“Aspiration: colonize Mars, you’re not invited.” —Jordon H.
“It is very, very, very complicated.” —Kika M.
“Googled what he called me. Ouch.” —Emily L.
“Note to all boys: I quit.” —Lauren A.
My own son is indeed a wordsmith (pun intended), but he’s much more verbally expressive and can struggle with the written word. And while it may feel like the last person he wants writing advice from is dad, when I can get him to stop thinking so hard and just write like he talks, one beautiful word after another begins to fill that blank screen.
In Tunis, Six Words on Inspiring Women
For the past few years, writer and poet Heather Bourbeau has led workshops with American Corners Tunis, a cultural center created by the American Embassy in Tunis to improve language fluency and support cultural events.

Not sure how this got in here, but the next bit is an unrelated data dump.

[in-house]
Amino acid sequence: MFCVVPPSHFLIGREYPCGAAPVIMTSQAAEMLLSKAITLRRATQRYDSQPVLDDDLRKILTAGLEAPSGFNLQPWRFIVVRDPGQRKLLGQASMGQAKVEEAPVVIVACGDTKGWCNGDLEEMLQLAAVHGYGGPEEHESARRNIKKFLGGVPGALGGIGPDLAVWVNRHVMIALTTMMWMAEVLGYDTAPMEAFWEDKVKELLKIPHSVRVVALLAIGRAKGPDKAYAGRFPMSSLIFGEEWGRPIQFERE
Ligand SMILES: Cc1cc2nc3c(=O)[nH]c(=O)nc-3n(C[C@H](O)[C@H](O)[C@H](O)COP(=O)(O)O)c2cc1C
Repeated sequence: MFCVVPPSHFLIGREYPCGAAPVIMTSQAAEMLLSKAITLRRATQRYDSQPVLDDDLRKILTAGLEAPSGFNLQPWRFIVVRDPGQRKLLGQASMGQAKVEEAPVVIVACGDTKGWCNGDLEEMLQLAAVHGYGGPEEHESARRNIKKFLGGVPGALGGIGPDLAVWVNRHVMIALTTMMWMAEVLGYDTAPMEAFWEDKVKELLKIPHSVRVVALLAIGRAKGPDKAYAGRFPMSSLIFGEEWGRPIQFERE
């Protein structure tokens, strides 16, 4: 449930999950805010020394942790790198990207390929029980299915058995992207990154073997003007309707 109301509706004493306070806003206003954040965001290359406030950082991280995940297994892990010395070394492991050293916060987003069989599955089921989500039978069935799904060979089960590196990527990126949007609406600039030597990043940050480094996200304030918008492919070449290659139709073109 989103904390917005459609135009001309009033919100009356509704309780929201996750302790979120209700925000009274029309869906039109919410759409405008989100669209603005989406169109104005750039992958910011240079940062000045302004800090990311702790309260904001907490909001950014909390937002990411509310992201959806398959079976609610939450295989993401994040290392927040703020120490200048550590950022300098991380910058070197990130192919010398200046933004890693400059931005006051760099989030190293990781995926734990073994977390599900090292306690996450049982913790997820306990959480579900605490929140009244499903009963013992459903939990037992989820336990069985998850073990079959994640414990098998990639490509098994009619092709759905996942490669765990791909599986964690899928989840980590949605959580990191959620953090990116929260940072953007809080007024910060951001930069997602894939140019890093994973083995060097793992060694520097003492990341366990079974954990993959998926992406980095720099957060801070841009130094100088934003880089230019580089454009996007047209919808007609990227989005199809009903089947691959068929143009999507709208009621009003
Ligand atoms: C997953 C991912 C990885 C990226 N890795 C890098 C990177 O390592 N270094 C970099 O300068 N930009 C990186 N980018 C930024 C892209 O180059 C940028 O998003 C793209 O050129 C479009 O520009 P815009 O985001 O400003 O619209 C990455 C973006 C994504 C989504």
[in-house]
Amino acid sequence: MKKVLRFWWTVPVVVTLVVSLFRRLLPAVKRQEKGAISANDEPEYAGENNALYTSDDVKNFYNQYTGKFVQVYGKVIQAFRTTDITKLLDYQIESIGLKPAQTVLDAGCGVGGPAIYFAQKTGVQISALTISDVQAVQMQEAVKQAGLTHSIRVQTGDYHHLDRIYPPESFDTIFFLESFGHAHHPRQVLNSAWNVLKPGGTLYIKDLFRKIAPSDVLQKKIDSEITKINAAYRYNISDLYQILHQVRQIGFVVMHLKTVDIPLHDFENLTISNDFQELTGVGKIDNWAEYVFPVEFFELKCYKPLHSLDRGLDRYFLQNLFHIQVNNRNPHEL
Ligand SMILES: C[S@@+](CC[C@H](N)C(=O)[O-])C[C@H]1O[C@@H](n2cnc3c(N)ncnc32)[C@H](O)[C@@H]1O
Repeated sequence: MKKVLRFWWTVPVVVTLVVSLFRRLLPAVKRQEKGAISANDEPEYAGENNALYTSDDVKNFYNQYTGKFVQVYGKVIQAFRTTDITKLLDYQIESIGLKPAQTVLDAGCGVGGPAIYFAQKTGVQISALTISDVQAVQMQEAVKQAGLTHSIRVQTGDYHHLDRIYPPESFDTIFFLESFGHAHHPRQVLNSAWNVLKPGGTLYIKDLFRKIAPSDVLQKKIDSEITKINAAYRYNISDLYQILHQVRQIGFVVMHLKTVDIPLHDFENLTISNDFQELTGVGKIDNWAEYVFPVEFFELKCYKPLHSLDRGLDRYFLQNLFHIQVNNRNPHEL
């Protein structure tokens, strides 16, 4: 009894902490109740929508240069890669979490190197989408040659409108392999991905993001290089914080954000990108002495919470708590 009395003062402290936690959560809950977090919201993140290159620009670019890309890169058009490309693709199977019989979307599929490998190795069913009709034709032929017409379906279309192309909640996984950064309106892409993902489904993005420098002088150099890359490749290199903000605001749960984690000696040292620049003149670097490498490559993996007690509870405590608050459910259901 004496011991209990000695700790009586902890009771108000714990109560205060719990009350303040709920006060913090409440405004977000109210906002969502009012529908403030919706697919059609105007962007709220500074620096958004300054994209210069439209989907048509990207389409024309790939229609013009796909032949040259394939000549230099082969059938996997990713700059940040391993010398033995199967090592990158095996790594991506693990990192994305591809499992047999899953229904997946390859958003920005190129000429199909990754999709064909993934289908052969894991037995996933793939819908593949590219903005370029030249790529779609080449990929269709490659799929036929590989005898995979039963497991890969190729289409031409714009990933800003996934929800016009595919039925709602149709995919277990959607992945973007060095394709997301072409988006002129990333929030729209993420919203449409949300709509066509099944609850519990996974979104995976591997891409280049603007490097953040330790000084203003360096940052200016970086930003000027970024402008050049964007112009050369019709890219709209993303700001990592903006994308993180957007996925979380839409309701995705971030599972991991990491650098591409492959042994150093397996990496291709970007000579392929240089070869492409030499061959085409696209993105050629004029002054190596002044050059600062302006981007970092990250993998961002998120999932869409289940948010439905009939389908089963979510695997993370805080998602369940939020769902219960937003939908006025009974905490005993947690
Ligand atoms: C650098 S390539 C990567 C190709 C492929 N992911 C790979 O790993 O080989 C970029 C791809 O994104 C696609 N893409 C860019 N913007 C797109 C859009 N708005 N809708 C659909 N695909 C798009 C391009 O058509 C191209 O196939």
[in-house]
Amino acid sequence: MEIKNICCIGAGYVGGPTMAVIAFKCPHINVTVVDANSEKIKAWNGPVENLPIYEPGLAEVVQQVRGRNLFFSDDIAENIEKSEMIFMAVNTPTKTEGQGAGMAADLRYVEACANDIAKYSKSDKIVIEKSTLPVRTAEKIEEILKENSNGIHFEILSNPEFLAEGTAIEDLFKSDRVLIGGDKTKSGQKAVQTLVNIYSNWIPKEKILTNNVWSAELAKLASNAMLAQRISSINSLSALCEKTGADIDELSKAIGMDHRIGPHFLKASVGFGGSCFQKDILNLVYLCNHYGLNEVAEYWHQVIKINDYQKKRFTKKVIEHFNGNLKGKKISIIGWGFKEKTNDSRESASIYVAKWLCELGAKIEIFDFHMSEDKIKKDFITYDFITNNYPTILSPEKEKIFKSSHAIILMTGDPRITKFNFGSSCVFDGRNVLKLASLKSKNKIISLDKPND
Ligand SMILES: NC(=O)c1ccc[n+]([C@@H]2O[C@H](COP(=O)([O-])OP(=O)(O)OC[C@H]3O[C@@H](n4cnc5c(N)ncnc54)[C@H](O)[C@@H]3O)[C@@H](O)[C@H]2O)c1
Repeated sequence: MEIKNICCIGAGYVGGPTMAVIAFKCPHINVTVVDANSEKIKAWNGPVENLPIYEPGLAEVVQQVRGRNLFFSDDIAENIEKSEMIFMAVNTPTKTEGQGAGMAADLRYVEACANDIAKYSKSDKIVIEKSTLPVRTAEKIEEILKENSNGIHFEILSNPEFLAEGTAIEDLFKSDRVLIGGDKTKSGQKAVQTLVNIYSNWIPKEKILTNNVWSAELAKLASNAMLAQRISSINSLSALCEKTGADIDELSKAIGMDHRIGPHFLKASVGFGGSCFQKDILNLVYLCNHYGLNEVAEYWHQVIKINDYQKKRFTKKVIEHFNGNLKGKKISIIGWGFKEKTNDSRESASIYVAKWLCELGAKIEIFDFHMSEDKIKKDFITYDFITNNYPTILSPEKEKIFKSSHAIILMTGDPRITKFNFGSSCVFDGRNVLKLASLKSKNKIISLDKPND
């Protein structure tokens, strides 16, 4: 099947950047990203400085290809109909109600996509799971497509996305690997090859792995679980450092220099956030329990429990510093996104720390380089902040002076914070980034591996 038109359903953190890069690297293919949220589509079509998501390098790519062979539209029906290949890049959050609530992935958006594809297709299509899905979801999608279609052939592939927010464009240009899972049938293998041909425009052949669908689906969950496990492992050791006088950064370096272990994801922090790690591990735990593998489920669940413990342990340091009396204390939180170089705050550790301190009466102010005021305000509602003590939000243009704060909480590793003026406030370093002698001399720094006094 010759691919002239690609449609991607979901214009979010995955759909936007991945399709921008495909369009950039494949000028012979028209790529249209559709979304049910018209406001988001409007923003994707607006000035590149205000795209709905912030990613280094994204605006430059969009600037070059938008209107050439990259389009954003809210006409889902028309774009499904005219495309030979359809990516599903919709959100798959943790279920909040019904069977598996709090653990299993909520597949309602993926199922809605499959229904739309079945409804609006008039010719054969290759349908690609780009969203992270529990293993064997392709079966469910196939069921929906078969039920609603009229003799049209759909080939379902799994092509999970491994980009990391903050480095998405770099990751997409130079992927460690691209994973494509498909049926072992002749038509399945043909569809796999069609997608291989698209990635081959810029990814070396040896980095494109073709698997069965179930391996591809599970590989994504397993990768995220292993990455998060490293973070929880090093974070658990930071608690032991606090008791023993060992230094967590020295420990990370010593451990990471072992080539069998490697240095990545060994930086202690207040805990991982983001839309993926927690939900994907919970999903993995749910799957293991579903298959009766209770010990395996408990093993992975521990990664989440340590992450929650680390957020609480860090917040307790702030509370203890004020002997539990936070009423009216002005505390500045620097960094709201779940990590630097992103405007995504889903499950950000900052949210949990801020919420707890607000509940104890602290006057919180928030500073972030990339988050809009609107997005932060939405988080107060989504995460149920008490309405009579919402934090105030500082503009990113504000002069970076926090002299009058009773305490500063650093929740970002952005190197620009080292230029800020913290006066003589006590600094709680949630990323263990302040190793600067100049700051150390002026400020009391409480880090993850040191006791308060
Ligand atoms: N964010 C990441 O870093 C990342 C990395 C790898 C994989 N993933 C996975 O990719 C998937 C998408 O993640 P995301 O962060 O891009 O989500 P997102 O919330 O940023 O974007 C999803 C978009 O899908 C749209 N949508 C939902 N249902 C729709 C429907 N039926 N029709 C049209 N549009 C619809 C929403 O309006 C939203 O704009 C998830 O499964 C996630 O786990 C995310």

Bourbeau has been introducing the participants to Six-Word Memoirs using the prompt as a way to spark their writing and improve conversational English skills. In late March, I was delighted to join her most recent Tunis workshop, "Woman of Courage." I shared a bit of background on The Six-Word Memoir Project, and tips for writing them, before Bourbeau presented the day’s challenge, timed to International Women’s Day: to write and share six words on a woman who inspires you. Over the course of an hour, more than fifty English learners shared beautiful tributes to the women in their lives. Some stories spoke of the legacy of a parent (“She was beloved, powerful and invincible”— Bilel) or the strength of youth (“Never underestimate a teenage girl's power” —Samira). We heard stories of lives lived to the fullest (“Powerless, fought illiteracy, graduated at 63”—Rayhan) and lessons learned along the way (“She saw art inside the pain” —Eya). One of the joys of Six-Word Memoirs is how the six words are often a jumping off point for a longer story, and the Tunis students had many. Selma shared a powerful backstory about her grandmother who survived World War II (“Her eyes were blue like memories”). And toward the end of an inspired hour, Nourhen left of us with these six words: “Our world needs more dangerous women.”